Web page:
43. 493
    Al Bundy says:

    Killian: Please, someone, anyone, tell me why E-P is not 100% Bore Holed?

    AB: yeah, I have a policy of ignoring you, but since you asked nicely:

    Because fairness would require that you, I, and dare I say most regulars be boreholled as well. You are advocating leaving the field to crickets.

  44. 494
    zebra says:

    Blast From The Past,

    I try to find clearly written, primary source material for my good students here… this one is a little long, but covers the relevant issues. And note, it was written in 2013, and this stuff really does move quickly in the real world. (Unlike some other technology, eh.)

    https://www.digikey.com/en/articles/smart-solar-inverters-smooth-out-voltage-fluctuations-for-grid-stability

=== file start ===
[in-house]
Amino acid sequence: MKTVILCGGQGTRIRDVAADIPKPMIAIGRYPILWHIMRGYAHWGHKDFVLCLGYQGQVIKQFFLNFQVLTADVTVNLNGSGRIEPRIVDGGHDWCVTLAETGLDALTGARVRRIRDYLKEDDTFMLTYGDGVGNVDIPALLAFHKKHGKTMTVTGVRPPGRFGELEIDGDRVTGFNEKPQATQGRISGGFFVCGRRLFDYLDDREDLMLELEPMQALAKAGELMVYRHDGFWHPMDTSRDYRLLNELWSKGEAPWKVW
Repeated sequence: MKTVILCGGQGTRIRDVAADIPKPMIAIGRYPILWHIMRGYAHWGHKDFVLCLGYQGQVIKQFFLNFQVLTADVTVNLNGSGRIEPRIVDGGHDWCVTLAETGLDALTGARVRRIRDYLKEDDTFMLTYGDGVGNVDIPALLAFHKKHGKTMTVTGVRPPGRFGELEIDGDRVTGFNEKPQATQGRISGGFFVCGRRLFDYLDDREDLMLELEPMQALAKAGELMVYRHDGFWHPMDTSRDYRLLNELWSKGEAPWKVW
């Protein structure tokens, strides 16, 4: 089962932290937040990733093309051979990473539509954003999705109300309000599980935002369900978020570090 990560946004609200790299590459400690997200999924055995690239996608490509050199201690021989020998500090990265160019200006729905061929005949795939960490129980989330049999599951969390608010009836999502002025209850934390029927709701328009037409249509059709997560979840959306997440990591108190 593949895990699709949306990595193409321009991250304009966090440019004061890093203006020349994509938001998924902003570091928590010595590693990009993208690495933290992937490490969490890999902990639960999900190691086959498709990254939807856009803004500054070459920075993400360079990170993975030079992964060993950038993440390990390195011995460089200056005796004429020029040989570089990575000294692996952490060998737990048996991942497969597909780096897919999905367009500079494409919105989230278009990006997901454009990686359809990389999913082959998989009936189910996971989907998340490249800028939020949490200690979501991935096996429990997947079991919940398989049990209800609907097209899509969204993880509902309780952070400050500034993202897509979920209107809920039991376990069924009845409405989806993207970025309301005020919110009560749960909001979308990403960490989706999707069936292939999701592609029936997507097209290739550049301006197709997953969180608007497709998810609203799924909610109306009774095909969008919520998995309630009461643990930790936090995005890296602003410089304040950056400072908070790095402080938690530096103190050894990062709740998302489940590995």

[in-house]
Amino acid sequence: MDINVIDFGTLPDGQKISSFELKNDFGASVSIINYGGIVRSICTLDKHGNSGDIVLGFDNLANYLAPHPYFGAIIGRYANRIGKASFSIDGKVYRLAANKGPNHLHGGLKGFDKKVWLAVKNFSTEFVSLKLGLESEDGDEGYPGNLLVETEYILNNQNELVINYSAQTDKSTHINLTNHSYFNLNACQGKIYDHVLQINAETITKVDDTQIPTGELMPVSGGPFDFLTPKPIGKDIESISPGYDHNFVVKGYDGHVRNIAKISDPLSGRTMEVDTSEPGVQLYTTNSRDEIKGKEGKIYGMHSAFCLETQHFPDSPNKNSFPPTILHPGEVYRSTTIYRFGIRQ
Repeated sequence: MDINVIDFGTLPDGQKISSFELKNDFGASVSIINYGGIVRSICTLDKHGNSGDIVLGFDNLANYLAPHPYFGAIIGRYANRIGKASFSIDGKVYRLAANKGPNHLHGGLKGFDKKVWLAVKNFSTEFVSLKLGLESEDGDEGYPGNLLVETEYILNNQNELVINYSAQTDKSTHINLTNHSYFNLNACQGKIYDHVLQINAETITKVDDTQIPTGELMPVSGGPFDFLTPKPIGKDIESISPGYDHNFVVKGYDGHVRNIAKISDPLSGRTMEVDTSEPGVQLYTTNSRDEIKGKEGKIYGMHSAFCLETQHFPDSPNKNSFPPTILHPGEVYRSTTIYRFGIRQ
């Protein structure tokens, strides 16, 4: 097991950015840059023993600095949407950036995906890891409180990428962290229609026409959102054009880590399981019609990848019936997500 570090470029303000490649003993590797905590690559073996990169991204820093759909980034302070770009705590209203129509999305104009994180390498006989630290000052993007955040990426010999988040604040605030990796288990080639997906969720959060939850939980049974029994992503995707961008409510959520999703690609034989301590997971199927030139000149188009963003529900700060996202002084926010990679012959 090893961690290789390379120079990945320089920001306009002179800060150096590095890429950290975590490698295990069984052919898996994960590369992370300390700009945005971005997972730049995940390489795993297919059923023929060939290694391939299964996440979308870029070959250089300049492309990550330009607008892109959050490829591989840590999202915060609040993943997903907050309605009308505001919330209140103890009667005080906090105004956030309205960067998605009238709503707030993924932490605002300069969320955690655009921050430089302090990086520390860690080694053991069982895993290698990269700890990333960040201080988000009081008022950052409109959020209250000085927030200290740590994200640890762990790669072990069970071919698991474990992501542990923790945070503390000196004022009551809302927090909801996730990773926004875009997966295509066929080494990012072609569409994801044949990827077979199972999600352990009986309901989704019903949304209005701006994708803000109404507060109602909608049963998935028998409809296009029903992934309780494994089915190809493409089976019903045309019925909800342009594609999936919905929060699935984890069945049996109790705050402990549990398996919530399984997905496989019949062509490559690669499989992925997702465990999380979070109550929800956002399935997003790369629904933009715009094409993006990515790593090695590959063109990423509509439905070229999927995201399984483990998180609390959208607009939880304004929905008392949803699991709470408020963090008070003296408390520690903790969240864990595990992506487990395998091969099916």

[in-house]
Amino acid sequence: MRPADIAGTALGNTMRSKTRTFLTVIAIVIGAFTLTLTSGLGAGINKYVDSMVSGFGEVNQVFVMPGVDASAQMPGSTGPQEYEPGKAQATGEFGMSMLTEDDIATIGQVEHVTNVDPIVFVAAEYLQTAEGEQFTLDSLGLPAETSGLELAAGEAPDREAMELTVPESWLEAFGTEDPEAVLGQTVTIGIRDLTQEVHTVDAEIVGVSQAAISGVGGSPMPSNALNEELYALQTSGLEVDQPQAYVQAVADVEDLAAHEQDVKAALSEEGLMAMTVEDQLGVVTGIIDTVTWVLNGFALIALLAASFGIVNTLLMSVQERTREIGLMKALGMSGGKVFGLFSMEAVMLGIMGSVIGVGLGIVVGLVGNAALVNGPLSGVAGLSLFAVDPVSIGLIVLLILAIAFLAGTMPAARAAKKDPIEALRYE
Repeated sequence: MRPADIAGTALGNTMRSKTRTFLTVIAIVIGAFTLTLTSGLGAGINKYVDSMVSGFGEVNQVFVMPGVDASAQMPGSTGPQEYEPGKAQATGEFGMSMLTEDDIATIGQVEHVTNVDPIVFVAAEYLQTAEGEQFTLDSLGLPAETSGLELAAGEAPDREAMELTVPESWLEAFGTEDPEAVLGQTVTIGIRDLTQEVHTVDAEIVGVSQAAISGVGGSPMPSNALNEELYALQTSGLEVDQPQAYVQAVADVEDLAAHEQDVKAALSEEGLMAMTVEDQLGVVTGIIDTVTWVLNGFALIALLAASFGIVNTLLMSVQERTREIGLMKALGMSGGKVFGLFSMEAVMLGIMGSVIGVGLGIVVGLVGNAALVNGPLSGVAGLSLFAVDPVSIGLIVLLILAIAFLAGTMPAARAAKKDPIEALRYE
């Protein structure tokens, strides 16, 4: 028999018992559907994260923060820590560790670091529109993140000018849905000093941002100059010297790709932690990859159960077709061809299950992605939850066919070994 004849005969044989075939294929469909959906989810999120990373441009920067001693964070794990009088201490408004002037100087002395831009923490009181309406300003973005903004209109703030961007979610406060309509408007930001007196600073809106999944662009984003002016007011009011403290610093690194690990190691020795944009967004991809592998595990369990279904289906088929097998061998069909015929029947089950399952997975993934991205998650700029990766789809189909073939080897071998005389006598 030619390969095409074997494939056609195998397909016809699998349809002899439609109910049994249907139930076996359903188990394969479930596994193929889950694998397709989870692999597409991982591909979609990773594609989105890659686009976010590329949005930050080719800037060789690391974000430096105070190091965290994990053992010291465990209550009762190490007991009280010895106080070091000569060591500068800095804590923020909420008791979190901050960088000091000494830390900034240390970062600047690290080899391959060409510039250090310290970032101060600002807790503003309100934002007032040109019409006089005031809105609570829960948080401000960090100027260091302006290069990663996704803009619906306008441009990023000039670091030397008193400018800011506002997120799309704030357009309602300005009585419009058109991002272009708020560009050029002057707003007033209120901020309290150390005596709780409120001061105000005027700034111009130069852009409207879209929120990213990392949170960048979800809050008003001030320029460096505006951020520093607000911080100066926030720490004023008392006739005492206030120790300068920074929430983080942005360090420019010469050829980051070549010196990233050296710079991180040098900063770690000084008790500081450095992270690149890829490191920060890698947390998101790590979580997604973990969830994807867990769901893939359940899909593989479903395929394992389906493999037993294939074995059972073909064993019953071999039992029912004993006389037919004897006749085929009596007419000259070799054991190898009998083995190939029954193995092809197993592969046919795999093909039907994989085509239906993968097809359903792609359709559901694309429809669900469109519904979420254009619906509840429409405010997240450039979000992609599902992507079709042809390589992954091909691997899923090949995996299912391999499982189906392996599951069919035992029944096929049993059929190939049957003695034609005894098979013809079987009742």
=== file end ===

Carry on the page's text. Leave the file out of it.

The particular value for me is in how it illustrates the logic of my affordable-housing/utility-scale-power concept. If you have a DC micro-grid serving the needs of the community, the “smartness” and granularity is easier and internal, while the interface to the larger grid is unitary, and can be very sophisticated as described.

  45. 495

    E-P 480: “renewable” power is inherently UNRELIABLE power

    BPL: And if he says it enough times, perhaps people will start to believe it.

  46. 496

    n 487: nuclear power works ok in France

    BPL: Nuclear generation has fallen from 80% of power in France to 75%. Ask the French why.

  47. 497

    #480, E-P–

    Repetition of debunked arguments does not constitute a refutation.

  48. 498
    Al Bundy says:

    EP: Know what’s missing from the paragraph you quoted, as it was missing from the S.A. grid? “Spinning reserve”.

    AB: Yep. Nuclear provides no spinning reserve and EP doesn’t care. Why?